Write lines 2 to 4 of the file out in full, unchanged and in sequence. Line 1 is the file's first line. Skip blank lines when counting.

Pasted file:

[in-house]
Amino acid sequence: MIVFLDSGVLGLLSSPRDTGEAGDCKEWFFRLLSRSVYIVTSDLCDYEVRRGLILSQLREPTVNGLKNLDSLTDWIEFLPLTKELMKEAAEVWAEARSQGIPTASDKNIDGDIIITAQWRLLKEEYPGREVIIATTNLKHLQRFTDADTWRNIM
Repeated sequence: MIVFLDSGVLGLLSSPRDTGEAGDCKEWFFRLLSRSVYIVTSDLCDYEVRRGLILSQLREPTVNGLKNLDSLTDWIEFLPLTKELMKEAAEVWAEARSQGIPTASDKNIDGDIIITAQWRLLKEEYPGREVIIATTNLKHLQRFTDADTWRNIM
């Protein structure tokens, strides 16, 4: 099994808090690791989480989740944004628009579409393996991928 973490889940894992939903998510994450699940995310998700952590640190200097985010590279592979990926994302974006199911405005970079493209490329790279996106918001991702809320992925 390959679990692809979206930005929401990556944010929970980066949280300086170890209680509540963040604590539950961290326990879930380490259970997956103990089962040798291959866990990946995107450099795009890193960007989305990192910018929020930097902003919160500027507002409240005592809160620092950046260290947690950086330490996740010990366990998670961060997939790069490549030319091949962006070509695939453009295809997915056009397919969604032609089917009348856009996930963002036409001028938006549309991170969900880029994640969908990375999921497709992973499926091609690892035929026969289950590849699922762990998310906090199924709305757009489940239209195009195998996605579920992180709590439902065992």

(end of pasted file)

Amino acid sequence: MIVFLDSGVLGLLSSPRDTGEAGDCKEWFFRLLSRSVYIVTSDLCDYEVRRGLILSQLREPTVNGLKNLDSLTDWIEFLPLTKELMKEAAEVWAEARSQGIPTASDKNIDGDIIITAQWRLLKEEYPGREVIIATTNLKHLQRFTDADTWRNIM
Repeated sequence: MIVFLDSGVLGLLSSPRDTGEAGDCKEWFFRLLSRSVYIVTSDLCDYEVRRGLILSQLREPTVNGLKNLDSLTDWIEFLPLTKELMKEAAEVWAEARSQGIPTASDKNIDGDIIITAQWRLLKEEYPGREVIIATTNLKHLQRFTDADTWRNIM
């Protein structure tokens, strides 16, 4: 099994808090690791989480989740944004628009579409393996991928 973490889940894992939903998510994450699940995310998700952590640190200097985010590279592979990926994302974006199911405005970079493209490329790279996106918001991702809320992925 390959679990692809979206930005929401990556944010929970980066949280300086170890209680509540963040604590539950961290326990879930380490259970997956103990089962040798291959866990990946995107450099795009890193960007989305990192910018929020930097902003919160500027507002409240005592809160620092950046260290947690950086330490996740010990366990998670961060997939790069490549030319091949962006070509695939453009295809997915056009397919969604032609089917009348856009996930963002036409001028938006549309991170969900880029994640969908990375999921497709992973499926091609690892035929026969289950590849699922762990998310906090199924709305757009489940239209195009195998996605579920992180709590439902065992």